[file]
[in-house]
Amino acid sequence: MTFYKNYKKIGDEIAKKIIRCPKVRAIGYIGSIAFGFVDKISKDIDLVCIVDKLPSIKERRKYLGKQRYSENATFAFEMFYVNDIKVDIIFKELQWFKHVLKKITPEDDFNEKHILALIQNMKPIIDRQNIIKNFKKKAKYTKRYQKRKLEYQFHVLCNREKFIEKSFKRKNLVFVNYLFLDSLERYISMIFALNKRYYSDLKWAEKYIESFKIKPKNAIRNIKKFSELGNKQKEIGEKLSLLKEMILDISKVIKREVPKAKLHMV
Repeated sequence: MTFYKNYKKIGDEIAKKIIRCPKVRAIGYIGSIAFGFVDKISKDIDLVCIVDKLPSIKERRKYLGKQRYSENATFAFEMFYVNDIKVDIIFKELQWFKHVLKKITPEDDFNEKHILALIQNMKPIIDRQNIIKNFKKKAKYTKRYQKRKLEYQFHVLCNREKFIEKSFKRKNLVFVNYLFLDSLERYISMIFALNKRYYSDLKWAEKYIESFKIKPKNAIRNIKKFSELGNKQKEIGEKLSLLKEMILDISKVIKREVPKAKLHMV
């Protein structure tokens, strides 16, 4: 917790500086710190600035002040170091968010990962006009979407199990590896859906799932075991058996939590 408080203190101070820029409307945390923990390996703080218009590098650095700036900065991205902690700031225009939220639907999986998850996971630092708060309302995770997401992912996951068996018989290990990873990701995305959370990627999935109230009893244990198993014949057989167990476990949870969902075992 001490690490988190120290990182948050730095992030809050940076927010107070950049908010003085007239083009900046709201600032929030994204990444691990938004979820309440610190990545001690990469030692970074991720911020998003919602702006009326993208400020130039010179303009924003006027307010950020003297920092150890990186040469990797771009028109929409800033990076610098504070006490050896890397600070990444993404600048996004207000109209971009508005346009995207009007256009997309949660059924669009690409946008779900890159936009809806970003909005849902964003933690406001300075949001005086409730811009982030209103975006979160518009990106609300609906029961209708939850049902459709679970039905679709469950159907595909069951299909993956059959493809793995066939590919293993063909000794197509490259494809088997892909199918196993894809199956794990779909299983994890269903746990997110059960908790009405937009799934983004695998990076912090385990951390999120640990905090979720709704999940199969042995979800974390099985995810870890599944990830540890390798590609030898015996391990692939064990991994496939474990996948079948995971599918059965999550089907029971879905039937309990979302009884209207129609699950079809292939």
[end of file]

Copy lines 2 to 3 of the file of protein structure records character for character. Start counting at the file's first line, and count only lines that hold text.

Amino acid sequence: MTFYKNYKKIGDEIAKKIIRCPKVRAIGYIGSIAFGFVDKISKDIDLVCIVDKLPSIKERRKYLGKQRYSENATFAFEMFYVNDIKVDIIFKELQWFKHVLKKITPEDDFNEKHILALIQNMKPIIDRQNIIKNFKKKAKYTKRYQKRKLEYQFHVLCNREKFIEKSFKRKNLVFVNYLFLDSLERYISMIFALNKRYYSDLKWAEKYIESFKIKPKNAIRNIKKFSELGNKQKEIGEKLSLLKEMILDISKVIKREVPKAKLHMV
Repeated sequence: MTFYKNYKKIGDEIAKKIIRCPKVRAIGYIGSIAFGFVDKISKDIDLVCIVDKLPSIKERRKYLGKQRYSENATFAFEMFYVNDIKVDIIFKELQWFKHVLKKITPEDDFNEKHILALIQNMKPIIDRQNIIKNFKKKAKYTKRYQKRKLEYQFHVLCNREKFIEKSFKRKNLVFVNYLFLDSLERYISMIFALNKRYYSDLKWAEKYIESFKIKPKNAIRNIKKFSELGNKQKEIGEKLSLLKEMILDISKVIKREVPKAKLHMV